Beshear expands staff ethics policy

Gov. Steve Beshear says he is expanding his administration's ethics policy after questions about private business deals between his chief of staff, Adam Edelen, and top Frankfort lobbyist Bob Babbage.

The new policy calls for increased reporting of business associations and transactions by the governor's senior staff, cabinet secretaries and the heads of agencies administratively attached to the governor's office.

The policy will also require an annual review of those officials' financial disclosure forms by Beshear's Office of General Counsel for potential conflicts of interest. Currently, financial disclosure forms are filed with the executive branch ethics commission directly and not reviewed by the governor's general counsel.

The Herald-Leader reported on Jan. 1 that Edelen and Babbage were partners in a company that developed and sold, at a loss, a $660,000 home in Bourbon County and in a $257,100 condo unit in downtown Lexington, in the Main and Rose building.

On Jan. 6 the newspaper reported that, in violation of state law, Babbage failed to disclose the private deals to the Executive Branch Ethics Commission.

The men dissolved the partnership in the company involved with the Bourbon County home on Monday. Both say they are now seeking the commission's advice on how to close the other partnership.

Beshear said in a statement Friday that he was concerned about Babbage's lack of disclosure in the case.

The governor said Edelen disclosed the relationship, which existed years before Beshear's election.

"Adam completely adhered to both the letter and the spirit of the law," Beshear said.

"But Mr. Babbage's failure to properly disclose this relationship has raised questions, and those must be fully and forcefully addressed."

Babbage reiterated in an interview Friday that he told the ethics commission in May that he and Edelen did business together, but put nothing in writing.

"It was an inadvertent mistake in my paperwork. I take responsibility. Now we will take the ethics commission's advice on how to close the other partnership," Babbage said.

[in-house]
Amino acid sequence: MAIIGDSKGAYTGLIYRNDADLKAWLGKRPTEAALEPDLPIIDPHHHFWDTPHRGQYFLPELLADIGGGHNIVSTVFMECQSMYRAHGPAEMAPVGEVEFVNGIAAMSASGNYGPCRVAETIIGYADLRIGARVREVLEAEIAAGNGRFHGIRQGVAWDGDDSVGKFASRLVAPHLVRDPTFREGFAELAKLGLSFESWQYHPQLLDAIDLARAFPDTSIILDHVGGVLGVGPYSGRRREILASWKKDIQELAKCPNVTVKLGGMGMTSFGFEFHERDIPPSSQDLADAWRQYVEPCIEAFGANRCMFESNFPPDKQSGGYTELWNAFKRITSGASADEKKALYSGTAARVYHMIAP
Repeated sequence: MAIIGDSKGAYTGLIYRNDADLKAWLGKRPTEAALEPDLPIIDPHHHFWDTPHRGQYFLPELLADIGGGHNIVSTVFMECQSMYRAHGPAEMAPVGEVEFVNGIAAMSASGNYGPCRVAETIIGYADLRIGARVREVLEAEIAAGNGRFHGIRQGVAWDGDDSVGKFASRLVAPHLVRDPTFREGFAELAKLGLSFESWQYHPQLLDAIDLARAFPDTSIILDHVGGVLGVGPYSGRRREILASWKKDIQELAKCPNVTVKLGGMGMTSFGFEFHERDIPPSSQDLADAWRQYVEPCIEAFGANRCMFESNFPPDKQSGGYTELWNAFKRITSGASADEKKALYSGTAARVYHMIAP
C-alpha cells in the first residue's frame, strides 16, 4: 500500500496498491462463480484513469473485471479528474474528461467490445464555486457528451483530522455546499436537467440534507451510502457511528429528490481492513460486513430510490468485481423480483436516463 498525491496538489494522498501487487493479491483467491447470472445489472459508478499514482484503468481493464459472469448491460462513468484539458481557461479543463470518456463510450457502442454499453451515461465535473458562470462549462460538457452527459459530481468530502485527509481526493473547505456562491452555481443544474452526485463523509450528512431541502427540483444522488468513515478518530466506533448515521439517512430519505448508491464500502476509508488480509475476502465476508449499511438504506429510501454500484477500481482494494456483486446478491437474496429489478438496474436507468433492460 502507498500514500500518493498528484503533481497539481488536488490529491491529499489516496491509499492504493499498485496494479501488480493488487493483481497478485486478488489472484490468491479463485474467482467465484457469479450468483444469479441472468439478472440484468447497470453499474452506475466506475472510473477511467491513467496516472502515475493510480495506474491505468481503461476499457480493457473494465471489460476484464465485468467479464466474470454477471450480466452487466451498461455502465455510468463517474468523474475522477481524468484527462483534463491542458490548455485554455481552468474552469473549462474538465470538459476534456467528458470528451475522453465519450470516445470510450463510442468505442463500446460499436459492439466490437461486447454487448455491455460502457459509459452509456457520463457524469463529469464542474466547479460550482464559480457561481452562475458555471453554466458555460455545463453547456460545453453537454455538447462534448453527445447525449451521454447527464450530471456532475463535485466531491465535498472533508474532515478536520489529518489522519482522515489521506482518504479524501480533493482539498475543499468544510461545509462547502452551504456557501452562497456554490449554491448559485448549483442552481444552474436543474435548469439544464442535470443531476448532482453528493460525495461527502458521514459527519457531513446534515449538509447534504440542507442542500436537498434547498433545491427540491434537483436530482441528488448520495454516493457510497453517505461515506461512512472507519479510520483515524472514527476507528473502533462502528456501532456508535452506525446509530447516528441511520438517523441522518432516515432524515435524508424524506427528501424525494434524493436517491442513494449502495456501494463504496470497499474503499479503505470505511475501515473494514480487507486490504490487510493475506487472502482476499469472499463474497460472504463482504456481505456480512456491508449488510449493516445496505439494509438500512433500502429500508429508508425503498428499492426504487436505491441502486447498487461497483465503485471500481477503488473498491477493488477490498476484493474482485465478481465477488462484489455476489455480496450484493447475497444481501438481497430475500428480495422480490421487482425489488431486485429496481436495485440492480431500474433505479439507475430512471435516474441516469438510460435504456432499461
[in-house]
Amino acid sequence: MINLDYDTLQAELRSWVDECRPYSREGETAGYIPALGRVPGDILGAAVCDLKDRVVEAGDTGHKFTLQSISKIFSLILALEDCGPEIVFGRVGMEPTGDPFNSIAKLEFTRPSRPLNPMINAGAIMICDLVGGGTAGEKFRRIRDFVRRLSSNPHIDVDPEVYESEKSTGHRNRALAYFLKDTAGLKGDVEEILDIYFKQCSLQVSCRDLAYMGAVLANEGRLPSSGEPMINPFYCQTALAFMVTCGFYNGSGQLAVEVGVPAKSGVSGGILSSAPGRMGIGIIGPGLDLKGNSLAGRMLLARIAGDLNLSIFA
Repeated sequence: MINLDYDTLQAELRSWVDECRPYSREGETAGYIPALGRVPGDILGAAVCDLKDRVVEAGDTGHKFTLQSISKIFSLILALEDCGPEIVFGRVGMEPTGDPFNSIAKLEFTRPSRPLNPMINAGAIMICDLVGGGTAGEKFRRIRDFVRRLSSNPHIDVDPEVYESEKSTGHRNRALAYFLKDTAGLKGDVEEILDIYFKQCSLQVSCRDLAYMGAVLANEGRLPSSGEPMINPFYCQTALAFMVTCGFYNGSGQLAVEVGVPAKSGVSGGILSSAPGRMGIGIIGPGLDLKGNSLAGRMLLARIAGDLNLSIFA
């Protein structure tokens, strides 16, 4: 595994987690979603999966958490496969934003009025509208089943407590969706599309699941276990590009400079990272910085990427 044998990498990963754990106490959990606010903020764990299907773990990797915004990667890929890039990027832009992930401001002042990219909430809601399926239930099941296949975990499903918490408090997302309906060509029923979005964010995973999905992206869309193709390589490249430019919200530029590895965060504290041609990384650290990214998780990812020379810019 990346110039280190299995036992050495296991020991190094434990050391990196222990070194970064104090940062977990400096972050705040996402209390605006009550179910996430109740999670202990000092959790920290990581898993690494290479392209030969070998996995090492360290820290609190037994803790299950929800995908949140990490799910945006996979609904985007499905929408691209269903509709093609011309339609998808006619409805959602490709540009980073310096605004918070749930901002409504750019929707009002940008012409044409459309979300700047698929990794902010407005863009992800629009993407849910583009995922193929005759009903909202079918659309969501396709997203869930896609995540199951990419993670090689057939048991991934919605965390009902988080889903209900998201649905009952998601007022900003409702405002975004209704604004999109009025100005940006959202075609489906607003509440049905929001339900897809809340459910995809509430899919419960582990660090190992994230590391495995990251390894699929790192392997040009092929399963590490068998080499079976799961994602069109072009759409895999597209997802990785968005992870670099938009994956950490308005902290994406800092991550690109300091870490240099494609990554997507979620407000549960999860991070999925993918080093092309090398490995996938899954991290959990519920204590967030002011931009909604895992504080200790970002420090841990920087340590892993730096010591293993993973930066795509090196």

Beshear said that his new policy goes beyond what the law requires in an effort to promote greater transparency and openness.

Beshear said that under the new policy, as future or amended disclosure forms are filed each year, the governor's senior staff, cabinet secretaries, and the heads of agencies administratively attached to the governor's office will list outside businesses in which they have an ownership stake, as well as identify everyone who also has ownership in those interests. Now the law requires only a listing of outside business interests on disclosure forms.

Richard Beliles, chairman of Common Cause Kentucky, a government watchdog group, criticized the situation in an interview with the Herald-Leader last week.

But on Friday, Beliles said, "I think that's a great proposal by the governor. It's an improvement over what we've had for the past 10 or 15 years. It couldn't have been better if I had written it myself."

Babbage is a former secretary of state, state auditor and Kentucky Democratic Party chairman. He has more than two dozen clients who want something from state government.

Under the state ethics law, lobbyists who knowingly file a false disclosure report to the ethics commission can be found guilty of a Class D felony, which can bring up to five years in prison and substantial fines.

But the ethics commission agreed to accept a corrected report from Babbage earlier this month, in which he disclosed his ties to Edelen. Interim General Counsel Rebecca Goodman said the matter is closed unless someone files a complaint to the ethics commission.

Beshear said that to avoid even the appearance of conflict, the administration's general counsel, on behalf of Edelen, has written to the commission to ask how to divest the interest in the Lexington office condominium co-owned with Babbage.

In 2006, Edelen's wife, Catherine, and Babbage signed a pre-construction purchase agreement for a Lexington office condominium. The condo unit provides office space for Babbage and Catherine Edelen, an Apple Inc. account executive who sells computers to the Kentucky Department of Education.

Beshear said that his administration did not know that Babbage did not disclose the business interest on his financial disclosure form.

Edelen said Friday he that he wanted to take the step of divesting his family's interest in the condominium to remove any questions. Previously, he had said there were no plans to sell the condo.